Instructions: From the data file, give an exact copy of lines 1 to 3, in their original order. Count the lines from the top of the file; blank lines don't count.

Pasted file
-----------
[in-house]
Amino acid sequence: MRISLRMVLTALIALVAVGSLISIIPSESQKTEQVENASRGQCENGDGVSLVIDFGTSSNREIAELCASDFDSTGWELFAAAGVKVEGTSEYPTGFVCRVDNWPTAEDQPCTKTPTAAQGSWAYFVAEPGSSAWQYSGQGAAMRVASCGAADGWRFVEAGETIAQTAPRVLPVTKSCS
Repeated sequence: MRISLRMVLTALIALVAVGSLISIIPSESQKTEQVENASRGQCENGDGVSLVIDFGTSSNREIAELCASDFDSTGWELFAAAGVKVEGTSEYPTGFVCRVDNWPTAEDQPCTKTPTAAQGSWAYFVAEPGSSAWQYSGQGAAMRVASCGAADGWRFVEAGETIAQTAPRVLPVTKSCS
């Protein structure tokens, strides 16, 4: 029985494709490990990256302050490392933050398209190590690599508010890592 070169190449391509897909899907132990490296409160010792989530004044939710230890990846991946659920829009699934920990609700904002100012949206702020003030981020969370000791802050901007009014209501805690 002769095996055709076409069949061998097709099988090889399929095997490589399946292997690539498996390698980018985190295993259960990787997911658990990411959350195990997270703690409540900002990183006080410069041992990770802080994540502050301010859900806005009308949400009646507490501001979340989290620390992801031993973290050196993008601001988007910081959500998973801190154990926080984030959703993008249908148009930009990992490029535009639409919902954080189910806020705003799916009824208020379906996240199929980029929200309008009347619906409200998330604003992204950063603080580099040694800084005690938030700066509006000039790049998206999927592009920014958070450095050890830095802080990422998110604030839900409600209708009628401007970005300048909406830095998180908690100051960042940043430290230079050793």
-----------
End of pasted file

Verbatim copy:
[in-house]
Amino acid sequence: MRISLRMVLTALIALVAVGSLISIIPSESQKTEQVENASRGQCENGDGVSLVIDFGTSSNREIAELCASDFDSTGWELFAAAGVKVEGTSEYPTGFVCRVDNWPTAEDQPCTKTPTAAQGSWAYFVAEPGSSAWQYSGQGAAMRVASCGAADGWRFVEAGETIAQTAPRVLPVTKSCS
Repeated sequence: MRISLRMVLTALIALVAVGSLISIIPSESQKTEQVENASRGQCENGDGVSLVIDFGTSSNREIAELCASDFDSTGWELFAAAGVKVEGTSEYPTGFVCRVDNWPTAEDQPCTKTPTAAQGSWAYFVAEPGSSAWQYSGQGAAMRVASCGAADGWRFVEAGETIAQTAPRVLPVTKSCS